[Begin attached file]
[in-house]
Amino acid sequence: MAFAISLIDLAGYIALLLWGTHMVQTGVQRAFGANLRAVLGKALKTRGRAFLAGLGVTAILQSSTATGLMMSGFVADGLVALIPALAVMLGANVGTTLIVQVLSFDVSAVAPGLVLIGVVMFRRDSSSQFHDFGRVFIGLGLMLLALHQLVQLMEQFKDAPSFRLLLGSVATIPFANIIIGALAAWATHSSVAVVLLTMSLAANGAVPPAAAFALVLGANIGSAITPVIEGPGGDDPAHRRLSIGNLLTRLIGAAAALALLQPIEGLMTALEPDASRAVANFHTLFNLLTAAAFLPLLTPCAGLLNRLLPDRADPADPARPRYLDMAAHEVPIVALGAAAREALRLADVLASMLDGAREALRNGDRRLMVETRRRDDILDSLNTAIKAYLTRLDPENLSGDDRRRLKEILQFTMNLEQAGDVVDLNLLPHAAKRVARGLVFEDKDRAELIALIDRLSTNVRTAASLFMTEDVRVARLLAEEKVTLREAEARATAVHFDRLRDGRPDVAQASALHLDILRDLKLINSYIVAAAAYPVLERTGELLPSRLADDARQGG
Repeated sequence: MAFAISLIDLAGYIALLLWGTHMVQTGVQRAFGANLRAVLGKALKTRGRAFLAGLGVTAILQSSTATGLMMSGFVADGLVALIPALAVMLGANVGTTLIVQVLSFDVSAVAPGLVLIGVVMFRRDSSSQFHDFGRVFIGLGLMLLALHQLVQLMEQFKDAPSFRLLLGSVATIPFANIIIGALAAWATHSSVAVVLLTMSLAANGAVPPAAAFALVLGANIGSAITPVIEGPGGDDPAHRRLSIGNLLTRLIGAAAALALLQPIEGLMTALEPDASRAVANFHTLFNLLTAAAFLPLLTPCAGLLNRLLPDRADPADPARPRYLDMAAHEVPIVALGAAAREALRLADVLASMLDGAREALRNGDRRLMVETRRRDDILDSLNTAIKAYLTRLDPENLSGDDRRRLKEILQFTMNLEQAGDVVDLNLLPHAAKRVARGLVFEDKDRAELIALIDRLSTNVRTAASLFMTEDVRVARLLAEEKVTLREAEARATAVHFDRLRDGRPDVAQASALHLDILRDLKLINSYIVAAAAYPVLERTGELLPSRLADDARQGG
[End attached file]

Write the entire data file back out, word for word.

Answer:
[in-house]
Amino acid sequence: MAFAISLIDLAGYIALLLWGTHMVQTGVQRAFGANLRAVLGKALKTRGRAFLAGLGVTAILQSSTATGLMMSGFVADGLVALIPALAVMLGANVGTTLIVQVLSFDVSAVAPGLVLIGVVMFRRDSSSQFHDFGRVFIGLGLMLLALHQLVQLMEQFKDAPSFRLLLGSVATIPFANIIIGALAAWATHSSVAVVLLTMSLAANGAVPPAAAFALVLGANIGSAITPVIEGPGGDDPAHRRLSIGNLLTRLIGAAAALALLQPIEGLMTALEPDASRAVANFHTLFNLLTAAAFLPLLTPCAGLLNRLLPDRADPADPARPRYLDMAAHEVPIVALGAAAREALRLADVLASMLDGAREALRNGDRRLMVETRRRDDILDSLNTAIKAYLTRLDPENLSGDDRRRLKEILQFTMNLEQAGDVVDLNLLPHAAKRVARGLVFEDKDRAELIALIDRLSTNVRTAASLFMTEDVRVARLLAEEKVTLREAEARATAVHFDRLRDGRPDVAQASALHLDILRDLKLINSYIVAAAAYPVLERTGELLPSRLADDARQGG
Repeated sequence: MAFAISLIDLAGYIALLLWGTHMVQTGVQRAFGANLRAVLGKALKTRGRAFLAGLGVTAILQSSTATGLMMSGFVADGLVALIPALAVMLGANVGTTLIVQVLSFDVSAVAPGLVLIGVVMFRRDSSSQFHDFGRVFIGLGLMLLALHQLVQLMEQFKDAPSFRLLLGSVATIPFANIIIGALAAWATHSSVAVVLLTMSLAANGAVPPAAAFALVLGANIGSAITPVIEGPGGDDPAHRRLSIGNLLTRLIGAAAALALLQPIEGLMTALEPDASRAVANFHTLFNLLTAAAFLPLLTPCAGLLNRLLPDRADPADPARPRYLDMAAHEVPIVALGAAAREALRLADVLASMLDGAREALRNGDRRLMVETRRRDDILDSLNTAIKAYLTRLDPENLSGDDRRRLKEILQFTMNLEQAGDVVDLNLLPHAAKRVARGLVFEDKDRAELIALIDRLSTNVRTAASLFMTEDVRVARLLAEEKVTLREAEARATAVHFDRLRDGRPDVAQASALHLDILRDLKLINSYIVAAAAYPVLERTGELLPSRLADDARQGG